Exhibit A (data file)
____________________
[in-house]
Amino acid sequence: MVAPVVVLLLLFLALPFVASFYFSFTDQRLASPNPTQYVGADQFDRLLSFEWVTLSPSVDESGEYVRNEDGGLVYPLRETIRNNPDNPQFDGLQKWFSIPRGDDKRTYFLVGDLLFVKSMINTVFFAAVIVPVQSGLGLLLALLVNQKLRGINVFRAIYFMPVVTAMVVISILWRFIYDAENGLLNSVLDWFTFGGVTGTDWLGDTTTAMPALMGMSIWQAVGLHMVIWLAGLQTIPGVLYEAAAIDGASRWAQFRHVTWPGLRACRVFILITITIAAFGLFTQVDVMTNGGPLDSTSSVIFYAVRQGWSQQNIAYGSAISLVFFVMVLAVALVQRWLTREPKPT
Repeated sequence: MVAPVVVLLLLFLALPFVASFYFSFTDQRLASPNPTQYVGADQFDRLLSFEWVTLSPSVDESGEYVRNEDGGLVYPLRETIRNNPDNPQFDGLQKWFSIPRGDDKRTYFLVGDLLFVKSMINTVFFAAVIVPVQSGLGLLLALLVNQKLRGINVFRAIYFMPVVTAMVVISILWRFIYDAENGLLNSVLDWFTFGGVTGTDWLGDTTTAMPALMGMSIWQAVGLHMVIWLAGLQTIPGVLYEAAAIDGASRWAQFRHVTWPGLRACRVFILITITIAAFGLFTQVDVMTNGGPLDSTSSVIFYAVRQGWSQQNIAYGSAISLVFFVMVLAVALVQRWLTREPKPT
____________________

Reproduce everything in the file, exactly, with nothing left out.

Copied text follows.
[in-house]
Amino acid sequence: MVAPVVVLLLLFLALPFVASFYFSFTDQRLASPNPTQYVGADQFDRLLSFEWVTLSPSVDESGEYVRNEDGGLVYPLRETIRNNPDNPQFDGLQKWFSIPRGDDKRTYFLVGDLLFVKSMINTVFFAAVIVPVQSGLGLLLALLVNQKLRGINVFRAIYFMPVVTAMVVISILWRFIYDAENGLLNSVLDWFTFGGVTGTDWLGDTTTAMPALMGMSIWQAVGLHMVIWLAGLQTIPGVLYEAAAIDGASRWAQFRHVTWPGLRACRVFILITITIAAFGLFTQVDVMTNGGPLDSTSSVIFYAVRQGWSQQNIAYGSAISLVFFVMVLAVALVQRWLTREPKPT
Repeated sequence: MVAPVVVLLLLFLALPFVASFYFSFTDQRLASPNPTQYVGADQFDRLLSFEWVTLSPSVDESGEYVRNEDGGLVYPLRETIRNNPDNPQFDGLQKWFSIPRGDDKRTYFLVGDLLFVKSMINTVFFAAVIVPVQSGLGLLLALLVNQKLRGINVFRAIYFMPVVTAMVVISILWRFIYDAENGLLNSVLDWFTFGGVTGTDWLGDTTTAMPALMGMSIWQAVGLHMVIWLAGLQTIPGVLYEAAAIDGASRWAQFRHVTWPGLRACRVFILITITIAAFGLFTQVDVMTNGGPLDSTSSVIFYAVRQGWSQQNIAYGSAISLVFFVMVLAVALVQRWLTREPKPT